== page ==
The consulting landscape is such that a consultant’s primary goal is to provide guidance and utility to the client, so that the client’s overall end state is better than the original beginning state. In the consulting landscape, the client continues to employ the consultant as long as the consultant provides value in some capacity and in alignment with reasonable fees charged by the consultant.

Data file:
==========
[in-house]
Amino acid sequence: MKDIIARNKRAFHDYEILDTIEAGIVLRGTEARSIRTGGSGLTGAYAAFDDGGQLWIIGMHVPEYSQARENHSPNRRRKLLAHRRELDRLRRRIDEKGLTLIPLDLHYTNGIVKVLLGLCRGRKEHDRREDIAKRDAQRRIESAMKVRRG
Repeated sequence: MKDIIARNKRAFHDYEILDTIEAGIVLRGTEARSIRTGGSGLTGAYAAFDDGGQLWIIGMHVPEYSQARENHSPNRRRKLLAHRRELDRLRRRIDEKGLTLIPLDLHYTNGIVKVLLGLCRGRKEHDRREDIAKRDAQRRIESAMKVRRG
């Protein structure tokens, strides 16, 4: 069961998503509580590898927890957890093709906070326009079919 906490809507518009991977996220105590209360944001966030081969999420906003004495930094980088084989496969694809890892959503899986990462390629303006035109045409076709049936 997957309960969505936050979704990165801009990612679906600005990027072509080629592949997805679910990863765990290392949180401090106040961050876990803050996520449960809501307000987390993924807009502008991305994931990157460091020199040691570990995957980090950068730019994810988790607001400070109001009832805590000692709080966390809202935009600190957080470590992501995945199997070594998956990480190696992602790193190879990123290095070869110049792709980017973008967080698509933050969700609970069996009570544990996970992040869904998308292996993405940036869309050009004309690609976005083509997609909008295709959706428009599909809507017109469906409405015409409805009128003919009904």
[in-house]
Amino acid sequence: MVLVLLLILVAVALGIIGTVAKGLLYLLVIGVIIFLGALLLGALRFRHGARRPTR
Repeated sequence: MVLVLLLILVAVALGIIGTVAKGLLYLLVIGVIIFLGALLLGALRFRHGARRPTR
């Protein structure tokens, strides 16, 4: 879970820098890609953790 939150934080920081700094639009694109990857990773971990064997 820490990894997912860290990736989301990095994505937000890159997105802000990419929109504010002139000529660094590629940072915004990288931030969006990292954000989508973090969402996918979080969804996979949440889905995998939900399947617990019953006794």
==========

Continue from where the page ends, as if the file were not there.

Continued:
The consultant perhaps provides additional intellectual capital, physical labor or business intelligence to supplement the client’s current limited resources. The consulting paradox occurs when the consultant becomes such a trusted advisor that the client begins to treat the consultant as if they were an employee of the organization. Given this, there is a tendency for the client to become more casual with the consultant, thus prompting similar casual interactions from the consultant. The irony of the situation is that the consultant may eventually lose the very objectivity and formality which made the consultant valued in the first place by the client.